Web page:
There’s this common misconception that gardening is an activity best suited for the elderly.
However, that is not even remotely true. You see, studies have shown that there are many benefits of introducing gardening to kids at age toddlers to preschoolers. Through garden play, children acquire and improve crucial skills, have fun, and develop self-confidence all the while enjoying a nature-friendly childhood the Montessori way.
But, how exactly does gardening help a child’s development?
What do you learn from gardening?
Well in this article, at MontessoriNature.com we will go over just that.
Skills learned from gardening engage all senses
A garden can be an interactive playground for kids that will engage all of their senses. It’s where they can touch and feel the fruits of their labour, fancy the brightly coloured flowers, grow accustomed to natural scents and the sound of rustling shrubs. Of course, you can do indoor gardening with children, too.
To involve all the senses will feed both curiosity and passion in toddlers and thus, the love for gardening and the science behind it, says Gena Lorraine, a fantastic gardening & horticulturist expert. It is their early ages when parents should nourish these activities the most, she added.
But what are the skills children learn from nature and how does gardening help a child’s development?
- Reliability and responsibility when it comes to taking care of a plant day after day;
- Self-confidence: nothing is more rewarding than the fruits of our own labour;
- Learning cause and effect – do good, not bad;
- Curiosity in species, growing tips, Botanics and more;
- Physical activity: gardening makes you move a lot;
- Exploring texture: Gaining insight on density, weight, malleability, permeability, and more;
- Growing the love of nature: putting love in what they grow;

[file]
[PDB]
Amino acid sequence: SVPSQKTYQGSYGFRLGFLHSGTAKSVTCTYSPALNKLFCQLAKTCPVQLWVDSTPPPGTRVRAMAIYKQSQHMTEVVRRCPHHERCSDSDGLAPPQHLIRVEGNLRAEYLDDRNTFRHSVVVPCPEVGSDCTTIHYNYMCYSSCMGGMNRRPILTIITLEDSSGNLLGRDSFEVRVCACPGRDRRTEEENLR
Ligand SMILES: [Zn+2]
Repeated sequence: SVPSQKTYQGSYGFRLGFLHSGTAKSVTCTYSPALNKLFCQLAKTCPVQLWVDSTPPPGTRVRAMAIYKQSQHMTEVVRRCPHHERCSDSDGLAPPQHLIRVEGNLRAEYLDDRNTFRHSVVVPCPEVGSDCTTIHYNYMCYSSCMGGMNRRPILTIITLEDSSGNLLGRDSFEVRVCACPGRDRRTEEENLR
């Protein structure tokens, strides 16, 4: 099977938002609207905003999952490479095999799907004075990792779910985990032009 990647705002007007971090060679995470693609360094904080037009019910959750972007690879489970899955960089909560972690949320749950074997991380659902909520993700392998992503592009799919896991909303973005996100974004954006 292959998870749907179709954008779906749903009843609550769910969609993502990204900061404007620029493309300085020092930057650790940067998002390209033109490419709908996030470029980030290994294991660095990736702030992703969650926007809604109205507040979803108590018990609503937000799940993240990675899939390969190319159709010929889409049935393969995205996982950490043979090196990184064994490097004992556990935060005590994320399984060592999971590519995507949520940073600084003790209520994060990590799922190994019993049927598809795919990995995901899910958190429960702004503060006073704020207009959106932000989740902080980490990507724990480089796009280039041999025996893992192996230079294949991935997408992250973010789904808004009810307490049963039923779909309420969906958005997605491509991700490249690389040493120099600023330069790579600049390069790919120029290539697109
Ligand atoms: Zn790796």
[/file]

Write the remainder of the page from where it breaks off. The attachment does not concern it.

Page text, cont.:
- Teamwork: friends or family;
- Math: counting days, measuring nutrition, light exposure and more;
- Creativity: crafting own landscape designs or painting a pair of wellies.
Check the rest of the lovely posts at Montessori Nature for further inspiration:
- Hands-on Learning About Plants In Our Montessori Classroom;
- DIY Learning Activities for Toddlers, the Montessori Approach;
- The Perfect Gifts For Children To Foster Learning, Creativity and Independent Play.
- Doing Montessori at Home With Your Baby 4-6 months;
- Doing Montessori at Home With Your Baby 7-9 months;
- Doing Montessori at Home With Your Toddler 12 -18 months.
Not familiar with Montessori education? Learn more here.
When gardening with your kids, try growing plants that possess sensory and textural qualities. Here are a few good examples of sensory plants suitable for kindergarten gardening.
- Touch – Houseleek, Jerusalem sage, Lamb’s ears and Snapdragons can teach your children the different textures plants have;
- Taste – Strawberries, Chives, Rosemary and Cherry tomatoes are just a few of many healthy and tasty treats, simple to grow for children to enjoy (especially when eaten, of course);
- Smell – Lavender, Chocolate cosmos, Jasmine and Lemon balm give off heady fragrances;
- Sound – Greater quaking-grass, Sweet corn and Bamboo rustle when the wind blows;
- Sight – Spider flowers, Sulfur Cosmos, Chameleon plant and Sunflowers are great as they’re colourful and visually appealing.
Gardening encourages children to eat healthier.
It’s no secret that fruits and vegetables taste better when you grow them yourself. This holds true for children too.
Getting toddlers or preschoolers involved in gardening allows them to experience plant care and nourish a responsible, consistent and positive attitude towards hard work.
For self-grown fruits and veggies children will take great pride, you can rest assured.
Before you can think of it, they will be eating tomatoes, spinach and even celery! By explaining the importance of gardening from an early age, healthy eating will become a day-to-day habit shaping the foundations of any young mind.
Read further: How to Make a Vegetable Garden for Kids.
Gardening enhances fine motor development
It goes without saying that gardening and fine motor skills go hand in hand. While in the garden, children are constantly practising their locomotor skills without thinking about it. In the garden, children have to move around a lot to tackle tasks like watering, fertilizing, pruning, mounting plant stakes, digging, weeding, bending, and gathering, organizing and storing seeds.
This is how gardening allows children to develop a proactive and healthy routine in life.
Gardening introduces children to science